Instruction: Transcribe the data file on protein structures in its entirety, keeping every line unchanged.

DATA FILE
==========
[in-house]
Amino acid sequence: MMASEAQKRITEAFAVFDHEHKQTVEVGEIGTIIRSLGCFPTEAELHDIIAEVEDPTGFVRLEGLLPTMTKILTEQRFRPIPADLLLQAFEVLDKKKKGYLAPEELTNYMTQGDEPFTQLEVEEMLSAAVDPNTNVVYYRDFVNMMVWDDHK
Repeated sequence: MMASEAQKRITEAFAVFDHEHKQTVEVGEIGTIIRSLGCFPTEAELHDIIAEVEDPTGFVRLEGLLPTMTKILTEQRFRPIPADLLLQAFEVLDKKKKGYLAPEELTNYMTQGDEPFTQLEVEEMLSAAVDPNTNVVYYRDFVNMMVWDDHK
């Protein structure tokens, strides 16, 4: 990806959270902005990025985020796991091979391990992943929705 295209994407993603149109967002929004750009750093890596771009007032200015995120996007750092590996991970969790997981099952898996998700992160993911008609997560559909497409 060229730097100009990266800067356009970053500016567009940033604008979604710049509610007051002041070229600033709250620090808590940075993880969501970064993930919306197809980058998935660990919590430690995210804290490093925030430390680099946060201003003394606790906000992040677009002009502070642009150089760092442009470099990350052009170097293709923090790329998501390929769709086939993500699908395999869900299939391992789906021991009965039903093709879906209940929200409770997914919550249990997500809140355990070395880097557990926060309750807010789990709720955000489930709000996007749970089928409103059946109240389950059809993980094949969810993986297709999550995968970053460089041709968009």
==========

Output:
[in-house]
Amino acid sequence: MMASEAQKRITEAFAVFDHEHKQTVEVGEIGTIIRSLGCFPTEAELHDIIAEVEDPTGFVRLEGLLPTMTKILTEQRFRPIPADLLLQAFEVLDKKKKGYLAPEELTNYMTQGDEPFTQLEVEEMLSAAVDPNTNVVYYRDFVNMMVWDDHK
Repeated sequence: MMASEAQKRITEAFAVFDHEHKQTVEVGEIGTIIRSLGCFPTEAELHDIIAEVEDPTGFVRLEGLLPTMTKILTEQRFRPIPADLLLQAFEVLDKKKKGYLAPEELTNYMTQGDEPFTQLEVEEMLSAAVDPNTNVVYYRDFVNMMVWDDHK
């Protein structure tokens, strides 16, 4: 990806959270902005990025985020796991091979391990992943929705 295209994407993603149109967002929004750009750093890596771009007032200015995120996007750092590996991970969790997981099952898996998700992160993911008609997560559909497409 060229730097100009990266800067356009970053500016567009940033604008979604710049509610007051002041070229600033709250620090808590940075993880969501970064993930919306197809980058998935660990919590430690995210804290490093925030430390680099946060201003003394606790906000992040677009002009502070642009150089760092442009470099990350052009170097293709923090790329998501390929769709086939993500699908395999869900299939391992789906021991009965039903093709879906209940929200409770997914919550249990997500809140355990070395880097557990926060309750807010789990709720955000489930709000996007749970089928409103059946109240389950059809993980094949969810993986297709999550995968970053460089041709968009």